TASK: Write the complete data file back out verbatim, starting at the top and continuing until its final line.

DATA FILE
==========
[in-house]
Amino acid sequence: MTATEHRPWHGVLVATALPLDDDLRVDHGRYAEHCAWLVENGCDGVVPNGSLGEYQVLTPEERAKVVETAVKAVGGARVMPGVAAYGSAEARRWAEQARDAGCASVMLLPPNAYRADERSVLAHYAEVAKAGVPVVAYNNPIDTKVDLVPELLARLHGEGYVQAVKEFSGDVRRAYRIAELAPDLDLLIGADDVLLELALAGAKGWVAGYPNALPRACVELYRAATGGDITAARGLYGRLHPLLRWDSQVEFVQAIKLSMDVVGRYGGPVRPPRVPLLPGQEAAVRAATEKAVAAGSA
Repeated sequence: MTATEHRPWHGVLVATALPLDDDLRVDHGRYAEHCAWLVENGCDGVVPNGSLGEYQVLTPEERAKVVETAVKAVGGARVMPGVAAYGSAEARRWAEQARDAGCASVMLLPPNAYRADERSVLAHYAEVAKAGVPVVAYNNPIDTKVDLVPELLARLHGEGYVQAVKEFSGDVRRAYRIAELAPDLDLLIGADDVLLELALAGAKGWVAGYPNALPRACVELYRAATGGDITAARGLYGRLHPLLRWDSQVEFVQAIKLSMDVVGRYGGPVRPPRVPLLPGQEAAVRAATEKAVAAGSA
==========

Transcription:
[in-house]
Amino acid sequence: MTATEHRPWHGVLVATALPLDDDLRVDHGRYAEHCAWLVENGCDGVVPNGSLGEYQVLTPEERAKVVETAVKAVGGARVMPGVAAYGSAEARRWAEQARDAGCASVMLLPPNAYRADERSVLAHYAEVAKAGVPVVAYNNPIDTKVDLVPELLARLHGEGYVQAVKEFSGDVRRAYRIAELAPDLDLLIGADDVLLELALAGAKGWVAGYPNALPRACVELYRAATGGDITAARGLYGRLHPLLRWDSQVEFVQAIKLSMDVVGRYGGPVRPPRVPLLPGQEAAVRAATEKAVAAGSA
Repeated sequence: MTATEHRPWHGVLVATALPLDDDLRVDHGRYAEHCAWLVENGCDGVVPNGSLGEYQVLTPEERAKVVETAVKAVGGARVMPGVAAYGSAEARRWAEQARDAGCASVMLLPPNAYRADERSVLAHYAEVAKAGVPVVAYNNPIDTKVDLVPELLARLHGEGYVQAVKEFSGDVRRAYRIAELAPDLDLLIGADDVLLELALAGAKGWVAGYPNALPRACVELYRAATGGDITAARGLYGRLHPLLRWDSQVEFVQAIKLSMDVVGRYGGPVRPPRVPLLPGQEAAVRAATEKAVAAGSA